Apple atrocities Dark musings Fuck you, Adobe TurdPress

Software on fire

I’m having a tough morning.

Last night I realized that a bunch of the contacts on my iPad that I thought had been added to iCloud were actually in my Google contacts. I want them all in one place. So I dragged each of them over into iCloud. I confirmed each of them showed up in my iCloud list, before deleting them from Google. Then I disabled the Google account, because when you add a contact to Apple Contact it does not give any indication where it is going, nor does the contact record say where it is stored. In other words, the user lacks all visibility and all control, which is a vice endemic to Apple, who has long kept users on a need-to-know basis with their own software. When “it just works” this opaqueness is welcome simplicity. But when it doesn’t actually work much of the time, it is hard to relax and trust that no news is good news. Nope. No news means what you’re hoping is happening is probably failing to happen. But who knows?

This morning I discovered that the contacts are all gone. They did not actually stay in iCloud. I don’t know what happened. I rarely know, anymore. I just know this is typical and that there is nothing I can do to make things better. It used to not be this way. These things used to work and now they don’t.

Same with WordPress. I used to love using it. Now every single day, without fail, I’m trying to write something and something just fucking idiotic happens that makes me forget what I was writing.

Today, I was trying to make a word in a block quote italic. But when I selected the word and tried to italicize it, the entire text block selected itself and became italicized. I also ran into another problem where it is impossible to place a cursor at the end of a paragraph. The cursor instead puts itself at the start of the next paragraph. Luckily, I did not encounter another annoying problem, where the cursor appears to be on the line above where it actually is. I start typing and the letters appear on the line below. It is infuriating. And these are just a few of innumerable problems.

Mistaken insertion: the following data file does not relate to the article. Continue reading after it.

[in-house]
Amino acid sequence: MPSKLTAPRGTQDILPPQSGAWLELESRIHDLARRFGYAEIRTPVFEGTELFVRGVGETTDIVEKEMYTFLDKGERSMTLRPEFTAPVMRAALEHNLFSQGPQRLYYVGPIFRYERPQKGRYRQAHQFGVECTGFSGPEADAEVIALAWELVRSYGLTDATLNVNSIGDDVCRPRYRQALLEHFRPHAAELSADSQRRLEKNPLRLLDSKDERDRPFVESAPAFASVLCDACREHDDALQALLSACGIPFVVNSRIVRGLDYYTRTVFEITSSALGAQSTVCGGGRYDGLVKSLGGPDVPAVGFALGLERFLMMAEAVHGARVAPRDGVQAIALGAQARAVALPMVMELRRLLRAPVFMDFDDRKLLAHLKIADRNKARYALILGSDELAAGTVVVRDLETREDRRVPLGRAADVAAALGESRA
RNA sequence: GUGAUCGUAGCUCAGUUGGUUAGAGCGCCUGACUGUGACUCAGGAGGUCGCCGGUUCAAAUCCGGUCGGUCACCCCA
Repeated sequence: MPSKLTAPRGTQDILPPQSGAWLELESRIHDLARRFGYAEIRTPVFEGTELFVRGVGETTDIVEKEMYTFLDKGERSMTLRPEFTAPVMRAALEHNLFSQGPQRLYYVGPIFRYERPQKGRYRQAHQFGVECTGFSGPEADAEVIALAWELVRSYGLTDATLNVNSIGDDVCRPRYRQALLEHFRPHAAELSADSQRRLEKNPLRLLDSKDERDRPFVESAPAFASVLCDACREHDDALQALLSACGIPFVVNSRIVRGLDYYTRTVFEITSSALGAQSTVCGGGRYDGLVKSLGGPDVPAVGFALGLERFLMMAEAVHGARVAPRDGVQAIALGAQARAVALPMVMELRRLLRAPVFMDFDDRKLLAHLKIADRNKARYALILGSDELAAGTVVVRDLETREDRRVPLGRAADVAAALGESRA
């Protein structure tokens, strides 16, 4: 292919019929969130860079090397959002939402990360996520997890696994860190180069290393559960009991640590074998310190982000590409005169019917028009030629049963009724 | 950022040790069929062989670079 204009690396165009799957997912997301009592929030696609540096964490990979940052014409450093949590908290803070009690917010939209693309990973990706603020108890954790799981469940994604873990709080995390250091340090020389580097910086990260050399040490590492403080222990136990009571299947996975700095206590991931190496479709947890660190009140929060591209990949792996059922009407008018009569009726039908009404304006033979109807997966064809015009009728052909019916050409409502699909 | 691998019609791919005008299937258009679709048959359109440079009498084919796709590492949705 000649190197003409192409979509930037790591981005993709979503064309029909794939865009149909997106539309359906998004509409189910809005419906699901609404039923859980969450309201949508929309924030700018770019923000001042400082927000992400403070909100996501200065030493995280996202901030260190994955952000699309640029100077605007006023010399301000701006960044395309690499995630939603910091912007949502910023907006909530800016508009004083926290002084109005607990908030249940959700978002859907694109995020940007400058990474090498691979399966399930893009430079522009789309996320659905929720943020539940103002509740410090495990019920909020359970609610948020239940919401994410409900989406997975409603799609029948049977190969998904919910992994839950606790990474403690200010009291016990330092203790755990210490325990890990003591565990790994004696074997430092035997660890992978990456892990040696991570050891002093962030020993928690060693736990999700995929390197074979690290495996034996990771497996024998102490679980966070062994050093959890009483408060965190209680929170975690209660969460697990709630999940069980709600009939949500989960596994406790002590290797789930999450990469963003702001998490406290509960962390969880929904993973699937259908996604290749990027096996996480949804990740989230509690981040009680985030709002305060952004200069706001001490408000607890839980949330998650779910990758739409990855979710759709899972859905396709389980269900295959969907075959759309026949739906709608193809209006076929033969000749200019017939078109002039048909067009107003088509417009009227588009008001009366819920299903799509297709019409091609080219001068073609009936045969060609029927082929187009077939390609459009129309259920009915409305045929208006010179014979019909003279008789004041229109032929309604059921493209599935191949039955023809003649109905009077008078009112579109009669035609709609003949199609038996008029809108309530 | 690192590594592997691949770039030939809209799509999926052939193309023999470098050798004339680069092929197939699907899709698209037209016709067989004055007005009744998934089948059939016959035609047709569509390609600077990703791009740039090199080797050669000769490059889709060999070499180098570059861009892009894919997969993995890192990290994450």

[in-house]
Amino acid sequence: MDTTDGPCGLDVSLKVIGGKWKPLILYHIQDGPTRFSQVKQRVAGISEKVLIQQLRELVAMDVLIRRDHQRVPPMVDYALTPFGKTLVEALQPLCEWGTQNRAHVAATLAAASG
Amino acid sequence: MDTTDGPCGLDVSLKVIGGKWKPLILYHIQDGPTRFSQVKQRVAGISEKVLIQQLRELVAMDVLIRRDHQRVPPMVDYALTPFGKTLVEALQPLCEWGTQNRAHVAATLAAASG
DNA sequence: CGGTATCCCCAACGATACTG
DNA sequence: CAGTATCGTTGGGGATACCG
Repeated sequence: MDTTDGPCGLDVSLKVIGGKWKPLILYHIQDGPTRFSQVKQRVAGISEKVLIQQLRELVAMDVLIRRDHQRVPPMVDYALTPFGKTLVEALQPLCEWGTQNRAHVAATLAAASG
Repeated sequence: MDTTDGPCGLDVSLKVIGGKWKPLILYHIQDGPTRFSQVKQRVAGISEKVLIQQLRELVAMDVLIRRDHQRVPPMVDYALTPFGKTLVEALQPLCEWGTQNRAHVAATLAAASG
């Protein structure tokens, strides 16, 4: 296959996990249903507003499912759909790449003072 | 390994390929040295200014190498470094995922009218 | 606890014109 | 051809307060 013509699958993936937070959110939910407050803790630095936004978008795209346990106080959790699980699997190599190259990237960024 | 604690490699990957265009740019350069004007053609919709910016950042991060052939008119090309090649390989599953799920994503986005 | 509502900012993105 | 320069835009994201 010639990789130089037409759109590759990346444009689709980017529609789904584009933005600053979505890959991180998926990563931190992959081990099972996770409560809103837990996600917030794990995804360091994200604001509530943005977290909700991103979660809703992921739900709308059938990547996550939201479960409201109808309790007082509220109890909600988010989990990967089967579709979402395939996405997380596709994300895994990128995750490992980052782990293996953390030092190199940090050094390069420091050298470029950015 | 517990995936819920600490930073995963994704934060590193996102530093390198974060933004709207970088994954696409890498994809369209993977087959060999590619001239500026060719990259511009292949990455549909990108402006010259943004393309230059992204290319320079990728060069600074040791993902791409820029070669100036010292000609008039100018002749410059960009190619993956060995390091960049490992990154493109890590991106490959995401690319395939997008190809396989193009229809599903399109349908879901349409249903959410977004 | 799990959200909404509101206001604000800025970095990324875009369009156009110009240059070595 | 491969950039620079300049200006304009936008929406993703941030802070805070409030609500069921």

In all these cases, you can’t get help. The help desk is not trained for these kinds of complaints. They are trained to walk users through features they do not understand. They cannot take interaction design feedback. Least of are they equipped to take general UI design system feedback.

If 911 operators were trained like software help desk agents, here is how a “my house is on fire” call would go.

Agent: “This 911 emergency services. Thank you for your call. How can I help you today?”

Caller: “Help! My house is on fire!”

Agent: “Ok, I understand. Your house is on fire. Can you help me understand specifically what in your house is on fire?”

Caller: “The whole house is in flames! Help!”

Agent: “It sounds like many things in your house are on fire. Let’s walk through the specific items that are burning. When did you first notice flames in your home?”

Caller: “It isn’t just things inside my house that are on fire. I’m telling you, the entire house is burning to the ground. Can you send a fire engine, please?”

Agent: “I am happy to transfer you to someone who can talk to you about your house, which I understand is on fire. Please hold.”

Robotic Voice: “Thank you for waiting. Your call is very important to us. This is why we understaff our call center to save money. Estimated wait time: 37 minutes.”




Caller: “Hello…? …HELLO???”


So much established software that used to work beautifully — which won market dominance through its superior user experience — is now deeply broken. No competitors have emerged to compete with them on UX.

I really miss being able to just use my software and being absorbed in my work. Now, invariably, I am interrupted and distracted by bugs, usability issues, unexpected UX “improvements” that require me to relearn stuff, and just trying to get the software to do what I am trying to get it to do.

And there seems to be nothing to do or say about it. These companies are just big, blank, subscription-sucking machines with nobody at home but ambitious young product managers — which is worse than nobody.

Service malpractice

Amazon’s slimy dark patterns

An open letter to

Currently, if a user is browsing books and clicks an author’s name, the user is moved into the Kindle store.

Does this make sense? What about clicking an author’s name suggests an interest in Kindle content?

I do not believe this has anything at all about the user’s preference. It has only to do with Amazon’s preference. It is a blatant dark pattern — a behavioral economics “nudge” to get an extra fraction of percent of Kindle purchases, at the cost of user experience.

It is slimy. I wish y’all would respect your customers and rely on good service and honest persuasion instead of behavioral manipulation to maximize your profits.


The Design Grouch

Dumb ideas

Unhelpful helpfulness

It seems that most of my usability frustrations these days involve trying to prevent software from helping me in unhelpful ways.